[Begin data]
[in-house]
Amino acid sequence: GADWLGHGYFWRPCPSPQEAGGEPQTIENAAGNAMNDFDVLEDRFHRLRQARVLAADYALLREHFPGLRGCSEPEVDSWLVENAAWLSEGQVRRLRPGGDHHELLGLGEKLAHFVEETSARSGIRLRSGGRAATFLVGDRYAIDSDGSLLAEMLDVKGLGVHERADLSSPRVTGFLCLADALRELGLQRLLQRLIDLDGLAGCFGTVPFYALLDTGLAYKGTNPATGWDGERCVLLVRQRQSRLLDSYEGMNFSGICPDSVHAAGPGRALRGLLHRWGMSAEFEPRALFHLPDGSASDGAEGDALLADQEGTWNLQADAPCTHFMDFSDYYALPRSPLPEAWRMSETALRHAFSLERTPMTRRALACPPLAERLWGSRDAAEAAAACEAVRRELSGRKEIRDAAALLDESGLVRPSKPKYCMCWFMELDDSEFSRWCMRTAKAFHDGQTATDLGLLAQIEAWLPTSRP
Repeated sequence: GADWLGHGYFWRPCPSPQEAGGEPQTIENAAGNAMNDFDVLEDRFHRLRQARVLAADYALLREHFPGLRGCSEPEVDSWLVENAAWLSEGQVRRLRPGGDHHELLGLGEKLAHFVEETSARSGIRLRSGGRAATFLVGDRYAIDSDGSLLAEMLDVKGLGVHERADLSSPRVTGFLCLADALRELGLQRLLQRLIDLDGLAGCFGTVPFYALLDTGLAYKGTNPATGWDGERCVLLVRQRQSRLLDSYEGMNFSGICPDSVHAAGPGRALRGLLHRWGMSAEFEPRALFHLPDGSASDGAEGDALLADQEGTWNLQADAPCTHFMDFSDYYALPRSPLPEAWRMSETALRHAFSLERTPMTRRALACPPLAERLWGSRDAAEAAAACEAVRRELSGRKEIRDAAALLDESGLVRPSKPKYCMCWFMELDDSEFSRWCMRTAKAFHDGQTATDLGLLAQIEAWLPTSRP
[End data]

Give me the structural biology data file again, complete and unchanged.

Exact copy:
[in-house]
Amino acid sequence: GADWLGHGYFWRPCPSPQEAGGEPQTIENAAGNAMNDFDVLEDRFHRLRQARVLAADYALLREHFPGLRGCSEPEVDSWLVENAAWLSEGQVRRLRPGGDHHELLGLGEKLAHFVEETSARSGIRLRSGGRAATFLVGDRYAIDSDGSLLAEMLDVKGLGVHERADLSSPRVTGFLCLADALRELGLQRLLQRLIDLDGLAGCFGTVPFYALLDTGLAYKGTNPATGWDGERCVLLVRQRQSRLLDSYEGMNFSGICPDSVHAAGPGRALRGLLHRWGMSAEFEPRALFHLPDGSASDGAEGDALLADQEGTWNLQADAPCTHFMDFSDYYALPRSPLPEAWRMSETALRHAFSLERTPMTRRALACPPLAERLWGSRDAAEAAAACEAVRRELSGRKEIRDAAALLDESGLVRPSKPKYCMCWFMELDDSEFSRWCMRTAKAFHDGQTATDLGLLAQIEAWLPTSRP
Repeated sequence: GADWLGHGYFWRPCPSPQEAGGEPQTIENAAGNAMNDFDVLEDRFHRLRQARVLAADYALLREHFPGLRGCSEPEVDSWLVENAAWLSEGQVRRLRPGGDHHELLGLGEKLAHFVEETSARSGIRLRSGGRAATFLVGDRYAIDSDGSLLAEMLDVKGLGVHERADLSSPRVTGFLCLADALRELGLQRLLQRLIDLDGLAGCFGTVPFYALLDTGLAYKGTNPATGWDGERCVLLVRQRQSRLLDSYEGMNFSGICPDSVHAAGPGRALRGLLHRWGMSAEFEPRALFHLPDGSASDGAEGDALLADQEGTWNLQADAPCTHFMDFSDYYALPRSPLPEAWRMSETALRHAFSLERTPMTRRALACPPLAERLWGSRDAAEAAAACEAVRRELSGRKEIRDAAALLDESGLVRPSKPKYCMCWFMELDDSEFSRWCMRTAKAFHDGQTATDLGLLAQIEAWLPTSRP